Although she was once against vaccinations, Kristen O'Meara decided to change her tune after all three of her children came down with rotavirus, an illness that can be prevented through vaccination.
O'Meara was part of a movement commonly known as anti-vax, which believes vaccinations are unsafe, unnecessary and, in some cases, could cause autism, according to ABC News. The Chicago mother of three says she "scoured everything" the internet had to say on the matter, and then became "pretty convinced" of the anti-vaxxer argument.
That all changed when all three of her children fell ill with rotavirus, a highly contagious disease that causes severe inflammation of the stomach and the intestines. According to the Centers for Disease Control and Prevention, infants and young children are most at risk for contracting the disease and are vaccinated between the ages of 2 and 6 months to protect them from this possibly deadly disease.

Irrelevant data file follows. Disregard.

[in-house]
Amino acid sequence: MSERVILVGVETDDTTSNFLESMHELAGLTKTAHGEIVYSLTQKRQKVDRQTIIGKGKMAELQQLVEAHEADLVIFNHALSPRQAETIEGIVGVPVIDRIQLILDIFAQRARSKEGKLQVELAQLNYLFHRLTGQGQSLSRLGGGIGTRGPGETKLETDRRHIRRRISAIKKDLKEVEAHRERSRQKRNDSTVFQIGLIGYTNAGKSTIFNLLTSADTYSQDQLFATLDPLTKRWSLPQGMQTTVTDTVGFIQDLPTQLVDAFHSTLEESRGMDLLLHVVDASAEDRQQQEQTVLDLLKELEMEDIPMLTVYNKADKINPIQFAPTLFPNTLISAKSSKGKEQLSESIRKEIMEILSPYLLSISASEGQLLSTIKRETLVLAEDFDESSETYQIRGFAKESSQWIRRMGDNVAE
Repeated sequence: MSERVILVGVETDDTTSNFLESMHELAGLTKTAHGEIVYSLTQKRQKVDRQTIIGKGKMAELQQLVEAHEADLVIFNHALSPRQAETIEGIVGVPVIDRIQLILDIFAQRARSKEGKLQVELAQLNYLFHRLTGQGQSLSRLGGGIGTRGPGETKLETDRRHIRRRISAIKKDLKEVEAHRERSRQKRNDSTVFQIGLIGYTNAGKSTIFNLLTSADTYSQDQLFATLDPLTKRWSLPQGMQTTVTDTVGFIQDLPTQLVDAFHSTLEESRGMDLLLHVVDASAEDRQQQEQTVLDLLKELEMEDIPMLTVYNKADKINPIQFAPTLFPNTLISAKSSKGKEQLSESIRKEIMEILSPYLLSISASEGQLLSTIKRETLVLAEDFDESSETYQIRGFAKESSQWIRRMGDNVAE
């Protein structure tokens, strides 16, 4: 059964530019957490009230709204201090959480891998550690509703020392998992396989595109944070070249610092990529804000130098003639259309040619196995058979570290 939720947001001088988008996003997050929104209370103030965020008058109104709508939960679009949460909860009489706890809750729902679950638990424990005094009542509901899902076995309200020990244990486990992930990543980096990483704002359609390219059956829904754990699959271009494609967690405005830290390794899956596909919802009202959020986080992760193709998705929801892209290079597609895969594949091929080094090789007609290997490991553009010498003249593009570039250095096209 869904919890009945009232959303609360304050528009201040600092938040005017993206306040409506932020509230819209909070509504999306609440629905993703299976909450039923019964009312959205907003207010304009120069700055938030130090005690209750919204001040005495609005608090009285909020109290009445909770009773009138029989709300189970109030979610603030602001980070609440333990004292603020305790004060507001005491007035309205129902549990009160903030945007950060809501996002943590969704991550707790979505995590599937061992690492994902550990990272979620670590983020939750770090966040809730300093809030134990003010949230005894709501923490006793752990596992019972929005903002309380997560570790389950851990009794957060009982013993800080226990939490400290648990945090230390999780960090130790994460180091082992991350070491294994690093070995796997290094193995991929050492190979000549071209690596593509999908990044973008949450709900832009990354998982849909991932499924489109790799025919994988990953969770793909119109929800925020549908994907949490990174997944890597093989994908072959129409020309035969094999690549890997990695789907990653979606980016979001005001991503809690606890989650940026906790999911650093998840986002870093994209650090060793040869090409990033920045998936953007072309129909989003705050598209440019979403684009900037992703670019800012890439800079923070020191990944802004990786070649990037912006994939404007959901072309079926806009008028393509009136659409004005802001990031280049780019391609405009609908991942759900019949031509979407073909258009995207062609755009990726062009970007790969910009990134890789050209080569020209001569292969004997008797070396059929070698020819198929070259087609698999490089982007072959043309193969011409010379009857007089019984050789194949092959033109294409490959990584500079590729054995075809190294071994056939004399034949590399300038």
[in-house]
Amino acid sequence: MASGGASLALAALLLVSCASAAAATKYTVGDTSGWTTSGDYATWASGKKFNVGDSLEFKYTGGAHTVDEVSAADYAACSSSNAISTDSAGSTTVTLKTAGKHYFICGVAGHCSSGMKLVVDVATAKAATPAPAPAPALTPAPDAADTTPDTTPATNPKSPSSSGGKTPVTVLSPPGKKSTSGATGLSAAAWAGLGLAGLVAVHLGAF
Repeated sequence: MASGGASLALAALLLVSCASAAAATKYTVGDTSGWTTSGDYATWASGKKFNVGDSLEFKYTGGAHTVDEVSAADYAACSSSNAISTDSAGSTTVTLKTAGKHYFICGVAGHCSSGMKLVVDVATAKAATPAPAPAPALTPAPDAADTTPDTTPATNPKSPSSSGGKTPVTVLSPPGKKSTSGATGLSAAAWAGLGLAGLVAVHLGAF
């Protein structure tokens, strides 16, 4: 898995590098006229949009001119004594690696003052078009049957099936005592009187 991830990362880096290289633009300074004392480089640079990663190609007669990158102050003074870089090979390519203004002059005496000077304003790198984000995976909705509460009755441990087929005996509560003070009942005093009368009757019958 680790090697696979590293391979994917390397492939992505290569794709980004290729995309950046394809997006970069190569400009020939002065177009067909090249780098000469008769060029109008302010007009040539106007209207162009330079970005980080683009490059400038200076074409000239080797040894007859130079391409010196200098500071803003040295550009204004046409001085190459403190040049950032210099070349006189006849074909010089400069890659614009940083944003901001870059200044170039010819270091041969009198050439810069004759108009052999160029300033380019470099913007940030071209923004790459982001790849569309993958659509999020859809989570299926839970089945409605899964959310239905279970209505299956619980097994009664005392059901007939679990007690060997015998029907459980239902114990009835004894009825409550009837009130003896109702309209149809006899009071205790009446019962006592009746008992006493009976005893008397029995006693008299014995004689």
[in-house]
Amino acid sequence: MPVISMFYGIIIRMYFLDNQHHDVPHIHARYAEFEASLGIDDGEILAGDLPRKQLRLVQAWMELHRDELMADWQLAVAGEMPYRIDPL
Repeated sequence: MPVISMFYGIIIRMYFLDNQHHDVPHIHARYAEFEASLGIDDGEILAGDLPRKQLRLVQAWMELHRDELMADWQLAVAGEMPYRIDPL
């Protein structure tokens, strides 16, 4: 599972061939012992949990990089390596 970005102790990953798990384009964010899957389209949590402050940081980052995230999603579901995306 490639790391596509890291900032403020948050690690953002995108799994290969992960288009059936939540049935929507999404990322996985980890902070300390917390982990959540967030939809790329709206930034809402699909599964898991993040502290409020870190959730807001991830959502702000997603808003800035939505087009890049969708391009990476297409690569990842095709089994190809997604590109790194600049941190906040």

O'Meara's three children, who are all under the age of 6, are now completely up to date on their vaccinations.
"It was awful and it didn't have to happen because I could have had them vaccinated. I felt guilty, I felt really guilty," she told ABC.
A similar story made headlines in April 2015 after a Canadian woman who refused to vaccinate her children had to live with the consequences when all seven of her kids came down with pertussis, or whooping cough. Like O'Meara, Tara Hills also changed her tune and quickly vaccinated her kids after the incident, The Washington Post reports.
"I set out to prove that we were right [about anti-vaxxing], and in the process found out how wrong we were," said Hills.
Both women shared their stories to warn other parents of the dangers of refusing to vaccinate children. The CDC stresses that vaccinations are safe and absolutely necessary for almost every child, a fact O'Meara now accepts.
"I put my kids at risk," she said. "I'm here because I wanted to share my personal story ... and if it does help someone change their mind, then that's great."